New NAPFA chairman ready for fight over fiduciary standards

William Baldwin says he also plans to spearhead a diversity initiative

Sep 2, 2009 @ 2:19 pm

By Sue Asci

Preserving the traditional definition of a fiduciary is the biggest challenge facing the National Association of Personal Financial Advisors, according to William Baldwin, who officially began his one-year term as NAPFA’s chairman yesterday.

NAPFA is weighing in on a range of issues being debated on Capitol Hill as part of the federal government’s regulatory reform drive, said Mr. Baldwin, who is the president of Pillar Financial Advisors Inc.

“Regulation is the biggest challenge,” he said. “We are fighting against changing the definition of fiduciary.”

NAPFA defines a financial adviser as a fiduciary who is “required to act with undivided loyalty to the client. This includes disclosure of how the financial adviser is to be compensated and any corresponding conflicts of interest.”

The existing fiduciary standard is principles-based and requires that advisers always put the client’s interests first. Some groups are proposing that the standard be more specifically defined and become rules-based.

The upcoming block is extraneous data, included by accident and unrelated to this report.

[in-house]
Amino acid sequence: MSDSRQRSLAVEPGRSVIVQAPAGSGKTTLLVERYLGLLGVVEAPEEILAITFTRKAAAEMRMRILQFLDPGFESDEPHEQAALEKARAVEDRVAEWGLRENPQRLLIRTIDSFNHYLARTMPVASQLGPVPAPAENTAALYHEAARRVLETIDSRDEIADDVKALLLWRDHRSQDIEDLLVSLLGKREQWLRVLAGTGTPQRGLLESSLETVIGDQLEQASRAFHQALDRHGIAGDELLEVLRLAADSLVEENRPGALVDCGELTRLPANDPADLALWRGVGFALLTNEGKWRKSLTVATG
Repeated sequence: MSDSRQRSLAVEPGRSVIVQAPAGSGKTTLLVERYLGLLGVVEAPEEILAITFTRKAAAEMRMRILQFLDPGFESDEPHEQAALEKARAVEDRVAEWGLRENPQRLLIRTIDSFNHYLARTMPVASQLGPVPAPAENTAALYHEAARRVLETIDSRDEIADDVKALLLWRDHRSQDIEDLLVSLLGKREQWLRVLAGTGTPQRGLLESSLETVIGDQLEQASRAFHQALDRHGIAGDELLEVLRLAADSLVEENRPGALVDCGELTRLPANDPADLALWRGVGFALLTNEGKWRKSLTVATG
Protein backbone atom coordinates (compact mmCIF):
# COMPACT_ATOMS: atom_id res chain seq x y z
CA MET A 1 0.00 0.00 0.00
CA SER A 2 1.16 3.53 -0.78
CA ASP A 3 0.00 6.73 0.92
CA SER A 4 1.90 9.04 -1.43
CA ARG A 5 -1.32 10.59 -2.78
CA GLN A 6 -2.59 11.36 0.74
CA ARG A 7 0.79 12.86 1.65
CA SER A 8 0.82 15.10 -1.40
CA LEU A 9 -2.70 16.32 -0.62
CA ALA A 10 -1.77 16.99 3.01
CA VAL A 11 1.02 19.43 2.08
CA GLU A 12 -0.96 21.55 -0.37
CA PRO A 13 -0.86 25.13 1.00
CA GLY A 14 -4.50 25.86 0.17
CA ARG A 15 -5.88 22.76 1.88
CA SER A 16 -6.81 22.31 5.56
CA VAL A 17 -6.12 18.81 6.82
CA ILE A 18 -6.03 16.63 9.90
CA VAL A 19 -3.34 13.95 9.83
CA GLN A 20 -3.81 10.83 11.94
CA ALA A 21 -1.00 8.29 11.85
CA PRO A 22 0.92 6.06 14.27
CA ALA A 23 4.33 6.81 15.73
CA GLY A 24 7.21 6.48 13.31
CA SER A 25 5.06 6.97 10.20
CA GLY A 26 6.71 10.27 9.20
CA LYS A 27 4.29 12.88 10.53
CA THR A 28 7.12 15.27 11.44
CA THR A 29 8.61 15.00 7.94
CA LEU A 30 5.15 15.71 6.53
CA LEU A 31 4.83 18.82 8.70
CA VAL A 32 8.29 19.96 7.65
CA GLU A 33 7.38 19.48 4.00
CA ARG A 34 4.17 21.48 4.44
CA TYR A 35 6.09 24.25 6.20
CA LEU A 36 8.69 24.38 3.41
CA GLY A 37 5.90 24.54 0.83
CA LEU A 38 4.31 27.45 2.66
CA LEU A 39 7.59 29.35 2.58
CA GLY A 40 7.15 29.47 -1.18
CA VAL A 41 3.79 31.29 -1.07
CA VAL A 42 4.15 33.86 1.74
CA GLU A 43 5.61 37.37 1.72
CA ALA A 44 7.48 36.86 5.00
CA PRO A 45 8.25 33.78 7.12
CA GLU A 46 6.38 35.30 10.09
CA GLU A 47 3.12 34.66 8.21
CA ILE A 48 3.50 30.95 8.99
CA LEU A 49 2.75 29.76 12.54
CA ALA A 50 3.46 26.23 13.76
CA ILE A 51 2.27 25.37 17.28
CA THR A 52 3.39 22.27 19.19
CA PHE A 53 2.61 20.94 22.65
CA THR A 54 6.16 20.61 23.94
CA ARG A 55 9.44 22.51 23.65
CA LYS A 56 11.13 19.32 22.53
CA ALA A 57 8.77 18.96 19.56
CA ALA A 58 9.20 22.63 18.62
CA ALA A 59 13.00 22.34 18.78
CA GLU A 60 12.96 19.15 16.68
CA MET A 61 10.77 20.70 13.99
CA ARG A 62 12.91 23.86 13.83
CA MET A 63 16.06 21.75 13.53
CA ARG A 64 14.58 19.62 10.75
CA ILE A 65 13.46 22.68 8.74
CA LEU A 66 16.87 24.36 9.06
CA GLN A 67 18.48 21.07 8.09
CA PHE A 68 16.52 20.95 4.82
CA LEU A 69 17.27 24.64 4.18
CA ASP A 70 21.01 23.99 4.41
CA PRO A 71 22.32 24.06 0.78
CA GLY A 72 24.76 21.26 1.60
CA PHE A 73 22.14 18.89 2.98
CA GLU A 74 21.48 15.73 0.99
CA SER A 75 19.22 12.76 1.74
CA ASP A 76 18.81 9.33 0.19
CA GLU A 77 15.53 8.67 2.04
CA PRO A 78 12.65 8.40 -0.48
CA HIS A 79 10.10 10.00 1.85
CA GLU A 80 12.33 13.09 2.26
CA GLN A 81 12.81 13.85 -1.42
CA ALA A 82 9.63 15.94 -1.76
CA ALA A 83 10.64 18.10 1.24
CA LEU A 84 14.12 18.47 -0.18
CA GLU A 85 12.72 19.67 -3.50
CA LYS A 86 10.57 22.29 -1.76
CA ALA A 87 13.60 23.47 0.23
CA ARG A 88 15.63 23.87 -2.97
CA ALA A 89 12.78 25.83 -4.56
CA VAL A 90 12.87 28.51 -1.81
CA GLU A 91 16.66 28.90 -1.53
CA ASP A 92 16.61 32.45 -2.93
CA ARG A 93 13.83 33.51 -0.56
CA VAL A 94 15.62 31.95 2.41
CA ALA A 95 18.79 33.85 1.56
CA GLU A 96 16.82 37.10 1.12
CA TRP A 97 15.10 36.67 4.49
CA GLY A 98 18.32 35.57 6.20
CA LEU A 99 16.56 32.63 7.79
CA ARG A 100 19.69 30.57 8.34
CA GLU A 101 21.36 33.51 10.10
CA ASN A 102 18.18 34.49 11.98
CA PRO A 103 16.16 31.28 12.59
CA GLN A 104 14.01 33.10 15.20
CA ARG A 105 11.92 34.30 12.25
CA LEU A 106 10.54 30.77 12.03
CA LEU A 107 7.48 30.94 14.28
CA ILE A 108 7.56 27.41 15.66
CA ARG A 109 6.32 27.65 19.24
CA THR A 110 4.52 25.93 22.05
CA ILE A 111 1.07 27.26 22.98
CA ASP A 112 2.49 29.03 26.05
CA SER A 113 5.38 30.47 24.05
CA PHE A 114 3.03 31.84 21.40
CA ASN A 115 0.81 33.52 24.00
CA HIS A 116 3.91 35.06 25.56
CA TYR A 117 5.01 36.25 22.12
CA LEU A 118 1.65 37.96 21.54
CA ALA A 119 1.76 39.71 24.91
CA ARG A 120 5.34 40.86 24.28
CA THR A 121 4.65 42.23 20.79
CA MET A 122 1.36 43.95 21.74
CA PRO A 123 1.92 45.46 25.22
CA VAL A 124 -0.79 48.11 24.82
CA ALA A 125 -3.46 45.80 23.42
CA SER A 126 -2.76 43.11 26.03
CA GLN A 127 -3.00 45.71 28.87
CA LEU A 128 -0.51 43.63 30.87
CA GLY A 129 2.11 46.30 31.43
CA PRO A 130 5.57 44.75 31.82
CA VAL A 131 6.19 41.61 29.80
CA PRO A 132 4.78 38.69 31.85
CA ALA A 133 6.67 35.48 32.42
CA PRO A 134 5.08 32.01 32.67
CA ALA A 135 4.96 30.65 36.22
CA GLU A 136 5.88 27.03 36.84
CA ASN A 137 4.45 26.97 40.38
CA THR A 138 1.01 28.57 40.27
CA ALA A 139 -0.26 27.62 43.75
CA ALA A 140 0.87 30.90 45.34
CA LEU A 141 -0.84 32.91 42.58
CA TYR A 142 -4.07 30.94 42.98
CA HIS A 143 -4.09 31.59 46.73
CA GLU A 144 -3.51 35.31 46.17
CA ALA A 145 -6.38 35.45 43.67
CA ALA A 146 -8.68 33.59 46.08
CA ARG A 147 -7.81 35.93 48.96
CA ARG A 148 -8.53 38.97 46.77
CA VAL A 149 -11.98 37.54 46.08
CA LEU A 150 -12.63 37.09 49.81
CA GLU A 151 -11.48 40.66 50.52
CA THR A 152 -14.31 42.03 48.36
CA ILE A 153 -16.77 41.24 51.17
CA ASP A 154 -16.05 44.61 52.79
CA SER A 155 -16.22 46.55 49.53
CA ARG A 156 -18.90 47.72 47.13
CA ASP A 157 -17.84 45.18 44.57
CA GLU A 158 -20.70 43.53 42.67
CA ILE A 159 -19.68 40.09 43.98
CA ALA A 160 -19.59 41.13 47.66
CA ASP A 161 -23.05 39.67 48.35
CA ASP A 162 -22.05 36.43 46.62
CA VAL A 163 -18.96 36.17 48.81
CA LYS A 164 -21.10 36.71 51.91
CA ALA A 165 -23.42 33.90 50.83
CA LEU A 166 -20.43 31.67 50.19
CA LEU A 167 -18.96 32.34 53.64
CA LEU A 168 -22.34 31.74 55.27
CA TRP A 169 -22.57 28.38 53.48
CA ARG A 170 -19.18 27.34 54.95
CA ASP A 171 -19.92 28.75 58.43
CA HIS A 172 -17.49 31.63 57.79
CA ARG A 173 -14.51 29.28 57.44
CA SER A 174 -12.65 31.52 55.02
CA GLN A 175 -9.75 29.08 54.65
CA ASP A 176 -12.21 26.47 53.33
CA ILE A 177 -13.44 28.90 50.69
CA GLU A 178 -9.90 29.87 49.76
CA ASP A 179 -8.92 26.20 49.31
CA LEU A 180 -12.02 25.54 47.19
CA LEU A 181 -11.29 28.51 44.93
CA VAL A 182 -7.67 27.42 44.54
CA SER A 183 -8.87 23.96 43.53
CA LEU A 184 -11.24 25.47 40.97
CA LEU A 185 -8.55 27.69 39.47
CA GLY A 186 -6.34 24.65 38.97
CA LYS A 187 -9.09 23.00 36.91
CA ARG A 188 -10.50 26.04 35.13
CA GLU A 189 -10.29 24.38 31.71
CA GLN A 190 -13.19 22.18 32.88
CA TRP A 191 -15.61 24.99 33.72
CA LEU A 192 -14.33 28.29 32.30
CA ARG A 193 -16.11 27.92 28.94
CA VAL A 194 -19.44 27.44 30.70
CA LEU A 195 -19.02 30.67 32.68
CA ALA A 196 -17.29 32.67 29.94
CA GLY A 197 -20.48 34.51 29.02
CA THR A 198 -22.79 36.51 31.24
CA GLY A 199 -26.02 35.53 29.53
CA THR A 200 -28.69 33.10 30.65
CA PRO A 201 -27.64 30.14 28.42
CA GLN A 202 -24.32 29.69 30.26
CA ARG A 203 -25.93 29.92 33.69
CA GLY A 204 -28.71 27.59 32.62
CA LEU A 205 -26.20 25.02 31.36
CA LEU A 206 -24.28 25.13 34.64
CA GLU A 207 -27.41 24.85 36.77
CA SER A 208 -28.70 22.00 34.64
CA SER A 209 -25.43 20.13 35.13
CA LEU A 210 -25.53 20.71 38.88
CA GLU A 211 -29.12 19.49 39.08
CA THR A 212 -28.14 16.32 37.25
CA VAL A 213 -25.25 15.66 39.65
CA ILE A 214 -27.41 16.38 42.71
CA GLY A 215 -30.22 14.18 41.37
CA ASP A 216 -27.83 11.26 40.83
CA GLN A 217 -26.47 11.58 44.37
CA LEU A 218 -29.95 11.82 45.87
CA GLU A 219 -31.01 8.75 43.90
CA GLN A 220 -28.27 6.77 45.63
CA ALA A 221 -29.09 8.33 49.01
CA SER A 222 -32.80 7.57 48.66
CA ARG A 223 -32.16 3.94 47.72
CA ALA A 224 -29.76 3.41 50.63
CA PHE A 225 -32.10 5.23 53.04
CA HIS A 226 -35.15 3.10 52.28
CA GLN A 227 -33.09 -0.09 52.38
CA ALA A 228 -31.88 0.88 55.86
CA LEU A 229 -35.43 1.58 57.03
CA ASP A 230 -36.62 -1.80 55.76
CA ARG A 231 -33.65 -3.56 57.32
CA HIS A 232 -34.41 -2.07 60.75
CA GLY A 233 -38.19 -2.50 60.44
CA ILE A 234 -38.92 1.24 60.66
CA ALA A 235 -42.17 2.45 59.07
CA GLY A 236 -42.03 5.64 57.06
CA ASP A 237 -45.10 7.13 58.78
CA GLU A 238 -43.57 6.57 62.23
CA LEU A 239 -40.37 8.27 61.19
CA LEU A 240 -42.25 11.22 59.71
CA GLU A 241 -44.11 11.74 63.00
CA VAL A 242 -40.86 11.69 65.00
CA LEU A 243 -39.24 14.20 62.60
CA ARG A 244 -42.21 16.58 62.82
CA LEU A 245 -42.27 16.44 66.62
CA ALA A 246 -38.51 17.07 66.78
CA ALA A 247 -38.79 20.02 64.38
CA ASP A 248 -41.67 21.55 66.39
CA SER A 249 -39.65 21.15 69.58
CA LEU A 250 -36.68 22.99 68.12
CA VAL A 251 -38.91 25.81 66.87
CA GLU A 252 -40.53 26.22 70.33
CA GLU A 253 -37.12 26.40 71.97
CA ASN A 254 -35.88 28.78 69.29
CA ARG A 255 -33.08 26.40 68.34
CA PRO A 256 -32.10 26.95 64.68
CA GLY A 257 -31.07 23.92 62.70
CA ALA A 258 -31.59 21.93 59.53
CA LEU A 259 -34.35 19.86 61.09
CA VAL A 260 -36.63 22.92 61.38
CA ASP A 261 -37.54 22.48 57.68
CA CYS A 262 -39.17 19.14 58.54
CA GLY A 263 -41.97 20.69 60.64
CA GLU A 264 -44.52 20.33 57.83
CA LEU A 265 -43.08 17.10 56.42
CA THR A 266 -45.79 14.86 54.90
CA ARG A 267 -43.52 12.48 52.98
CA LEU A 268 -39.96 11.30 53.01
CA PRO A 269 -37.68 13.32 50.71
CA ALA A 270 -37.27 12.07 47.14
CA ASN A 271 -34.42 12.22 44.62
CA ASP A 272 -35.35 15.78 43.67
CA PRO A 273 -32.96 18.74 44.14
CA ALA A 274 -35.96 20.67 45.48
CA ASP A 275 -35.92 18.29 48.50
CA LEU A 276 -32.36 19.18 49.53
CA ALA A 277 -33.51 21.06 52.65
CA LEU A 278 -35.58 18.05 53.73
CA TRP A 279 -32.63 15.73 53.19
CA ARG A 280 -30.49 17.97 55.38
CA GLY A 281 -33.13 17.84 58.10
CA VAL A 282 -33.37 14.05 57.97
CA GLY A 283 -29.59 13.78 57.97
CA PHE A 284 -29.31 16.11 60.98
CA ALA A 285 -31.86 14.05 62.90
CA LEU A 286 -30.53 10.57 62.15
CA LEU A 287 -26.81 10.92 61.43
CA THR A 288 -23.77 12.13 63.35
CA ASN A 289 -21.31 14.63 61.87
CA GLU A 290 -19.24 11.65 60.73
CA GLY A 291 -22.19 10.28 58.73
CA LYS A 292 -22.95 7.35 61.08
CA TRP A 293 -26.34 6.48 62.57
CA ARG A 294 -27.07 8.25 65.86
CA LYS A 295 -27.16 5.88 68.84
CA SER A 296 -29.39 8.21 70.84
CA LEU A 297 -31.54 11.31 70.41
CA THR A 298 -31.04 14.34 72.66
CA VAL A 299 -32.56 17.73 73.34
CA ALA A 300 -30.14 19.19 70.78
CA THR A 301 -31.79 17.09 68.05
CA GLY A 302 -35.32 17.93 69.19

“It would be almost impossible to encompass everything in that definition,” said Diahann Lassus, co-founder and president of Lassus Wherley & Associates PC, and the former NAPFA chairwoman.

“Trying to provide a specific definition for all aspects of a fiduciary duty would have the perverse consequences of diluting protections for investors because you are bound to miss something and create loopholes.”

Mr. Baldwin said NAPFA’s primary objectives include positioning the organization as the first choice for fee-only advisers, and making it the first place to go for consumers looking for an adviser, Mr. Baldwin said.

To do that, NAPFA will continue to enhance its educational offerings and membership development and increase its visibility among consumers through its members and public relations efforts, he said.

“We also want to … explore what we could be doing to attract a more diverse group to become financial planners,” he said of an initiative he proposed at a strategic planning meeting two months ago.

By 2050, Mr. Baldwin noted, “more than half of the country will be what we now consider minorities.”

“If you have a lack of representation, you’re going to be missing the mark,” he added.

The organization is seeking ideas on how to craft a study of the issue, he said.

Mr. Baldwin served on the national board of NAPFA for three years.

Prior to that, he served as a member of the association’s regional board for three years.

The organization is a member of the Financial Planning Coalition, as are the Certified Financial Planner Board of Standards Inc. and the Financial Planning Association.

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